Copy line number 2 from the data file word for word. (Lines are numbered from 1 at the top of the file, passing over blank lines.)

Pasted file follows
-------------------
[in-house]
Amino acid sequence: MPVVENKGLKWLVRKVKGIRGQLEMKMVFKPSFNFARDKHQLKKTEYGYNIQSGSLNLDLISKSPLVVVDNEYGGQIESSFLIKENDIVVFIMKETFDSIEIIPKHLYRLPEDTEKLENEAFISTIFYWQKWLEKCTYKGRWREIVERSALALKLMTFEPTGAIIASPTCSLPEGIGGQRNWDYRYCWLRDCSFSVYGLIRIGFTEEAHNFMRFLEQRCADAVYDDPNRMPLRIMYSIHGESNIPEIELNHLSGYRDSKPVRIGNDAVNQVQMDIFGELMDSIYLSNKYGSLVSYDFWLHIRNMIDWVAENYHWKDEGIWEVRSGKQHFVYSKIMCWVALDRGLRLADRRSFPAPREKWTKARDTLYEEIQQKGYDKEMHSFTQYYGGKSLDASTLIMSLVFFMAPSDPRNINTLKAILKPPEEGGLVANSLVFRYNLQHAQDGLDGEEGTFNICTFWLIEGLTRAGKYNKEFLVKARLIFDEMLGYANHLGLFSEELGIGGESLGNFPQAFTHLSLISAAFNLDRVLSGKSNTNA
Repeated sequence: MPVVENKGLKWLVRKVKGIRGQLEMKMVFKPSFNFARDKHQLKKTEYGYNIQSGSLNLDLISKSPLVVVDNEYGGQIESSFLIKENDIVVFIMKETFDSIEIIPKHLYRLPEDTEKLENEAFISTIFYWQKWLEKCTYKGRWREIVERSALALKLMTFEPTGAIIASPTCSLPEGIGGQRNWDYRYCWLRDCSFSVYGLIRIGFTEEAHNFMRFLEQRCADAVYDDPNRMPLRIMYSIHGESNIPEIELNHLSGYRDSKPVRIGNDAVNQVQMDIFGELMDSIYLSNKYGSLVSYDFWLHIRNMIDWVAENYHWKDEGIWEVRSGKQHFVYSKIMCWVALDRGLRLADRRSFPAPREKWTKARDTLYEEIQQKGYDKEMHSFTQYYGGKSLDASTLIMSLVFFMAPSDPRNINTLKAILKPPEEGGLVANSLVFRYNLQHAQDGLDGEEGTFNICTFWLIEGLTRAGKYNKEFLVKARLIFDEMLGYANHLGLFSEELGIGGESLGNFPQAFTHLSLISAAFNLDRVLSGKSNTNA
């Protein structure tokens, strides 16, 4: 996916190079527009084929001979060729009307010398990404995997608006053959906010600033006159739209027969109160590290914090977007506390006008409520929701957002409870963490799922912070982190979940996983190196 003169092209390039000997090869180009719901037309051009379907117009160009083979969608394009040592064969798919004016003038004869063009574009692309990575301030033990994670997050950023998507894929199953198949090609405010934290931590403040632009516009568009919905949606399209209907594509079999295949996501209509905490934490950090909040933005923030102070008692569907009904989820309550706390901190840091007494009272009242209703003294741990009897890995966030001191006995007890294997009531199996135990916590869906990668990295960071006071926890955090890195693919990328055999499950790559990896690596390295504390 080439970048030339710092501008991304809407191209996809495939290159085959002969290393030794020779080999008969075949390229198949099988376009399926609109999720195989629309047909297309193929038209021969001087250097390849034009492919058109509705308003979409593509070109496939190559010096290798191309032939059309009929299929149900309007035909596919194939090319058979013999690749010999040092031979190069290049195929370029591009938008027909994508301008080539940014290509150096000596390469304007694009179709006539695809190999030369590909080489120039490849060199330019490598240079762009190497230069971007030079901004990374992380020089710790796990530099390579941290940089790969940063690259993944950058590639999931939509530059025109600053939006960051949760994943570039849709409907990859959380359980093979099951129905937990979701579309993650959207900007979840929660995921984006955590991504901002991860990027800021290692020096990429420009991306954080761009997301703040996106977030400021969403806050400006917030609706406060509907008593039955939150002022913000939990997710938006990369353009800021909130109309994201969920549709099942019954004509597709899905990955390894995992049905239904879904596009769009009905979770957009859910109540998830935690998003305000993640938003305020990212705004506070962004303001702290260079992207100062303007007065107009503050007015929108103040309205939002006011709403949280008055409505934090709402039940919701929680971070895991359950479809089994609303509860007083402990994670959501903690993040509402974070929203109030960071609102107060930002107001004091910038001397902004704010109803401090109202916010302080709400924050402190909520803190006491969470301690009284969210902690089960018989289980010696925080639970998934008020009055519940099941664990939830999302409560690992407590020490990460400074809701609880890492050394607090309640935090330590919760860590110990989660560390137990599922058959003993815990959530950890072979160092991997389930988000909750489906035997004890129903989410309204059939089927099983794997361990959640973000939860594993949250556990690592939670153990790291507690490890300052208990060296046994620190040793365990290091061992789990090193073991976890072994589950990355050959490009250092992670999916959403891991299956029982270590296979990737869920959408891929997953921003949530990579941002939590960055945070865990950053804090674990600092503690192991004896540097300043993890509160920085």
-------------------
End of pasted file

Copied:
Amino acid sequence: MPVVENKGLKWLVRKVKGIRGQLEMKMVFKPSFNFARDKHQLKKTEYGYNIQSGSLNLDLISKSPLVVVDNEYGGQIESSFLIKENDIVVFIMKETFDSIEIIPKHLYRLPEDTEKLENEAFISTIFYWQKWLEKCTYKGRWREIVERSALALKLMTFEPTGAIIASPTCSLPEGIGGQRNWDYRYCWLRDCSFSVYGLIRIGFTEEAHNFMRFLEQRCADAVYDDPNRMPLRIMYSIHGESNIPEIELNHLSGYRDSKPVRIGNDAVNQVQMDIFGELMDSIYLSNKYGSLVSYDFWLHIRNMIDWVAENYHWKDEGIWEVRSGKQHFVYSKIMCWVALDRGLRLADRRSFPAPREKWTKARDTLYEEIQQKGYDKEMHSFTQYYGGKSLDASTLIMSLVFFMAPSDPRNINTLKAILKPPEEGGLVANSLVFRYNLQHAQDGLDGEEGTFNICTFWLIEGLTRAGKYNKEFLVKARLIFDEMLGYANHLGLFSEELGIGGESLGNFPQAFTHLSLISAAFNLDRVLSGKSNTNA